You may know her as the star of Dreamgirls, the 1981 smash Broadway hit. Or perhaps you recall her as TV sitcom stepmom Dee Mitchell, from Moesha. Or maybe your biggest impression is that she’s in the running for “the most fabulous AIDS diva ever to wear a red ribbon” (as she jokingly referred to her activism in a POZ profile from 2007).
But this week, many know Sheryl Lee Ralph as an honoree at McDonald’s annual 365 Black Awards. Held during the Essence Music Festival in New Orleans, the awards honored five Black women making a difference in the African-American community, reports Madamenoire.
Specifically, Ralph was recognized for her role in fighting the AIDS epidemic. In 1990, she founded the DIVA (Divinely Inspired Victoriously Aware) Foundation, which fights HIV stigma and raises awareness of the virus.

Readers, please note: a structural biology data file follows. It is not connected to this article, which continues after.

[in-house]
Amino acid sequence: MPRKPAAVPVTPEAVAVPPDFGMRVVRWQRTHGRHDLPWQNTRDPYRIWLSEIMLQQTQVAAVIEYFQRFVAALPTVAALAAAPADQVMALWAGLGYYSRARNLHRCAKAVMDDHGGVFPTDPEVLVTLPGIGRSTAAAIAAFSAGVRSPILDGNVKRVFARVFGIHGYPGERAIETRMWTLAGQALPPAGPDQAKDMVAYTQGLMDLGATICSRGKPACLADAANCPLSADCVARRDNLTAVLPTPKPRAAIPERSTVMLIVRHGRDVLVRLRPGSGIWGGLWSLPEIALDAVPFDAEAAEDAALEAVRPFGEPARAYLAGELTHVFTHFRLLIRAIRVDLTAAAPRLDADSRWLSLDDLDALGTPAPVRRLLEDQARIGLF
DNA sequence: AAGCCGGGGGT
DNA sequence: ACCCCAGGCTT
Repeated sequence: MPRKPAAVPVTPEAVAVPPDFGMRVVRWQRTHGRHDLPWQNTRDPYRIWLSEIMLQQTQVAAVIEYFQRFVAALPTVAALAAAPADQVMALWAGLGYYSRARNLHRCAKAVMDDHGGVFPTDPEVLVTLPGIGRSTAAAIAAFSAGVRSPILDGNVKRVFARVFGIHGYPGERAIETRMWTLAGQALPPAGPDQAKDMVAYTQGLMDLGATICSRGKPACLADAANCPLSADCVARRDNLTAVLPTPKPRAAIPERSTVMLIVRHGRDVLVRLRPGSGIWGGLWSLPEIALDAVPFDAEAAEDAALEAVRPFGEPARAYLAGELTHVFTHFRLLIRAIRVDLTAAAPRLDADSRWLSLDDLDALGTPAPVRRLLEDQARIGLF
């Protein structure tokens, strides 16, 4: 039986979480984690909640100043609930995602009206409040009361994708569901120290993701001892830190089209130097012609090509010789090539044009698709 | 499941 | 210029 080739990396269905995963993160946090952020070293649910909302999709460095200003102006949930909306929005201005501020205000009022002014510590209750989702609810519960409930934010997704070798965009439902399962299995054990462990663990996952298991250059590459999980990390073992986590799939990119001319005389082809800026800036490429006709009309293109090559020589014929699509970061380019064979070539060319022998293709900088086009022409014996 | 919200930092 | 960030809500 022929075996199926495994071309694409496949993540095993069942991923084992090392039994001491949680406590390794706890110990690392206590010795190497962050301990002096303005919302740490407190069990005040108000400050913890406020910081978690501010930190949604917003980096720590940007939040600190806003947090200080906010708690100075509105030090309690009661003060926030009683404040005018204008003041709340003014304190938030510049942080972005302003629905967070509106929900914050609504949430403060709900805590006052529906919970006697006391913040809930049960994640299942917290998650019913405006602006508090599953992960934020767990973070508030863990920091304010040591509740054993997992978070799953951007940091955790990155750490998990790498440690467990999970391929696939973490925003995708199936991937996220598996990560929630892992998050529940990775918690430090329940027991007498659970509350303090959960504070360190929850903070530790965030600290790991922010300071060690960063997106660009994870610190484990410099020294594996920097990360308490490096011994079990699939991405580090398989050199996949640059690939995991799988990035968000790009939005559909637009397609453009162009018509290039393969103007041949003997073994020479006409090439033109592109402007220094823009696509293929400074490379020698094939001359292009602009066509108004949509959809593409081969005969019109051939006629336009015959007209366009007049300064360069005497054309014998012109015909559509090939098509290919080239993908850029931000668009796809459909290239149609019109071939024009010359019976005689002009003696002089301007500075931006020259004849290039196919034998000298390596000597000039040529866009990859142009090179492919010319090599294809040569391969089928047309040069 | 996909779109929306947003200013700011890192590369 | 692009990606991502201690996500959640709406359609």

She’s been a tireless advocate for the cause. As the POZ 2007 profile “Call Me Miss Ralph” points out, her star-making role came in Dreamgirls (a musical loosely based on Diana Ross and the Supremes; Beyoncé played Ralph’s role in the film version). The show’s original run coincided with the early days of the epidemic, and Ralph estimates that by the time the show closed on Broadway, in 1985, it had lost a third of the cast and crew to AIDS.
While her early advocacy focused on fighting stigma faced by the gay white men in the crosshairs of the epidemic, Ralph’s efforts soon expanded to include others affected by the virus, notably African-American women.
According to Madamenoire, the five honorees at the McDonald’s 365 Black Awards were:
- Political commentator Symone Sanders
- Black Girls Code CEO and founder Kimberly Bryant
- McDonald’s franchise owner Monique Vann-Brown
- Florida Agricultural and Mechanical University student Tishauna Wilson
- Actress and activist Sheryl Lee Ralph.